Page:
Thumb Fractures and Dislocations Treatment & Management

Updated: Aug 14, 2019
  • Author: Donald R Laub, Jr, MD, MS, FACS; Chief Editor: Joseph A Molnar, MD, PhD, FACS  more...
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Treatment

Surgical Therapy

Surgical treatment varies by location.

Thumb Phalangeal Fractures

Fractures of the thumb phalanges have no distinct difference in treatment from fractures of phalanges of digits 2-5.

Distal Phalanx Fractures

Tuft fractures

Tuft fractures rarely require reduction or fixation. Consider association with nail bed injuries as open injuries and undertake nail bed repair with fine absorbable suture. Evacuate painful subungual hematomas prior to nail bed repair. Splint the fracture for up to 4 weeks and then institute early motion.

Shaft fractures

Transverse fractures of the distal phalanx may be unstable secondary to pull of the FPL on the proximal fragment. An apex anterior fracture results secondary to the FPL pull. Unstable fractures may require percutaneous pinning longitudinally across the fracture and into the proximal phalangeal head. Displaced longitudinal fractures of the distal phalanx may be treated with reduction with bone holding forceps and then percutaneously pinned perpendicular to the fracture line.

Proximal Phalanx Fractures

Splint nondisplaced fractures of the proximal phalanx for up to 4 weeks, followed by early motion. Incongruous intra-articular fractures require reduction and fixation.

More than 20-30° of angulation in the lateral plane produces an IP joint extensor lag; thus, undertake reduction in these patients. Less than 20° of angulation in the lateral plane is acceptable. Transverse fractures usually are stable with closed reduction.

Displaced fractures of the proximal phalanx may require operative intervention. Displaced spiral or oblique fractures may be treated either with interfragmentary screws (ORIF) or percutaneous pinning with Kirschner wires. Another option is intramedullary Kirschner wires inserted retrograde through the distal aspect of the thumb across the thumb IP joint.

Mallet Thumb

Treatment for mallet thumb is usually nonoperative. Follow full-time splinting in extension for 6 weeks (splint must be on at all times) by night splinting in extension for an additional 6-8 weeks. Repair open injuries, injuries that do not heal with splinting, and chronic symptomatic injuries operatively.

Operative treatment favors direct repair when possible because the terminal extensor tendon of the thumb is thicker and wider than the terminal extensor tendon of digits 2-5. Dorsal extensor avulsion requires fixation of the avulsed bony fragment.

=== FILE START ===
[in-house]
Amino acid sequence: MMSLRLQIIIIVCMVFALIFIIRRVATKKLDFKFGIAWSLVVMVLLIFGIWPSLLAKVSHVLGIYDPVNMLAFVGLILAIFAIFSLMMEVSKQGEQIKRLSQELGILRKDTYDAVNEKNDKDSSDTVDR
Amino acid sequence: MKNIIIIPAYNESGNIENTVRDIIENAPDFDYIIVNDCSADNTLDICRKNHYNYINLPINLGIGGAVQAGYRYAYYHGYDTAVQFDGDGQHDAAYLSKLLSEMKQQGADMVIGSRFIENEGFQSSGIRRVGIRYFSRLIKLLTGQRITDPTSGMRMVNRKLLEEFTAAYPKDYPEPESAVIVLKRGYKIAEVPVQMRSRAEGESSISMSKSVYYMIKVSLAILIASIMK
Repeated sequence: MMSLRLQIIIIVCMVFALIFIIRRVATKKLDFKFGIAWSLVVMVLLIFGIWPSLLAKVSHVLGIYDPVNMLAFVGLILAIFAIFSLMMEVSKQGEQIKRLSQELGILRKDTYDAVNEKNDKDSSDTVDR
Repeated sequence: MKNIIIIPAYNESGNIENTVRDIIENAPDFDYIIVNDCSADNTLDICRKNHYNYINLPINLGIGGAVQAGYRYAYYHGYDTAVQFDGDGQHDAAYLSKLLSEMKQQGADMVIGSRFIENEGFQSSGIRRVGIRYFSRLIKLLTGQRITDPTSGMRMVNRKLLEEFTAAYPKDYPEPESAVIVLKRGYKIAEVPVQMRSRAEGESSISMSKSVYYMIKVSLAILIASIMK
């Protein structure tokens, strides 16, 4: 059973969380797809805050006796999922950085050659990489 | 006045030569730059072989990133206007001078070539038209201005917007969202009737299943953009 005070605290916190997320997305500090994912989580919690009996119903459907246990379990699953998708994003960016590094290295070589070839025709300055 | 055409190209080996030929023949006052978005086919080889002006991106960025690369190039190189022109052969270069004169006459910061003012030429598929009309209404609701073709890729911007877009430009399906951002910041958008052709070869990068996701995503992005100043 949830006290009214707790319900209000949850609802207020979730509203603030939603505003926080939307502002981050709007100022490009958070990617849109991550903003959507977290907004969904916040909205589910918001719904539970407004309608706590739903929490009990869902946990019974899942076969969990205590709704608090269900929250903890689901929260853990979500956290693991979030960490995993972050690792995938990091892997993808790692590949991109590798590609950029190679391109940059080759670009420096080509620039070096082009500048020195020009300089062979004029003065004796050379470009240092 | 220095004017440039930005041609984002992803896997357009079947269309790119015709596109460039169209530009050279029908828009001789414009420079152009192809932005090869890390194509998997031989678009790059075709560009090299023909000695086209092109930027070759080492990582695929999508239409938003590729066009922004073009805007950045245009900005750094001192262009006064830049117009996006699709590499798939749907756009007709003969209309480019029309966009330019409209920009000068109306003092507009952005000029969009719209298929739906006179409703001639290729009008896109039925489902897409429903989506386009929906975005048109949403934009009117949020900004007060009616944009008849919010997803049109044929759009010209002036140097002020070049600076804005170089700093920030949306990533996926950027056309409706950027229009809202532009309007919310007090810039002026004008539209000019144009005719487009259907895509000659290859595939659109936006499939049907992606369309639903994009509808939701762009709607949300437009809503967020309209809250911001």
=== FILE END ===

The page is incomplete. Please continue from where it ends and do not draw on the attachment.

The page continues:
In a study comparing a case series with a literature review of patients who underwent either surgery or conservative treatment for closed mallet thumb injury, Abe et al suggested that patients who undergo surgery may recover more quickly. The investigators found that clinical results between surgically and conservatively managed patients did not significantly differ, with the exception of immobilization time, which was 4.9 weeks for patients who had surgery versus 9.5 weeks for those treated conservatively. [21]

Thumb IP Dislocations

Thumb IP dislocations generally are reduced easily in a closed fashion. Apply an axial traction force on the distal phalanx with the thumb MCP joint and wrist flexed to decrease the tension of the opposing intrinsics and FPL. Following the closed reduction, assess the stability of the IP joint. If the IP joint is stable then immobilize the thumb in 20° of flexion. Review postreduction radiographs to ensure adequate reduction of the IP joint. Irreducible dislocations may be secondary to palmar plate interposition and are best approached with a palmar or mid-axial incision. Expose the IP joint and remove the interposed soft tissue from the joint.

Dorsal MCP Dislocation

Attempt closed reduction in patients with thumb MCP dislocations regardless of the presence of radiographic or clinical signs of irreducible dislocation. Perform closed reduction by hyperextending the MCP joint to approximately 90° (thus exaggerating the deformity). Apply manual pressure to push the proximal phalanx over the metacarpal head. Alternatively, apply longitudinal traction by pulling on the proximal phalanx with the thumb and wrist in flexion to decrease tension of the FPL and intrinsics. [22]

If the reduction is successful, test the stability of the collateral ligaments of the thumb MCP joint. If stable, immobilize the joint in 20° of flexion in a thumb spica cast. Initiate movement within 10-14 days.

If reduction is not successful, perform an open reduction with removal of interposed soft tissue from the joint. Avoid a palmar approach if at all possible secondary to tenting of the digital nerves palmarly with dorsal dislocation.

Palmar MCP Dislocation

Palmar MCP joint dislocation is a relatively rare condition. A closed reduction should be performed and an assessment made of collateral ligament stability. An unsuccessful reduction or the presence of unstable collateral ligaments requires an open surgical approach with extrication of the interposed capsule and collateral ligament repair. [23]

Thumb Metacarpal Fractures

Metacarpal head

Treat metacarpal head fractures, intra-articular by definition, in an open fashion if evidence of articular surface incongruity or displacement exists. Percutaneous pinning may be attempted. Undertake ORIF to achieve anatomic reduction and allow for early motion. A dorsal approach generally is recommended; attempt open reduction by splitting the dorsal apparatus between the EPL and EPB. Encourage early motion.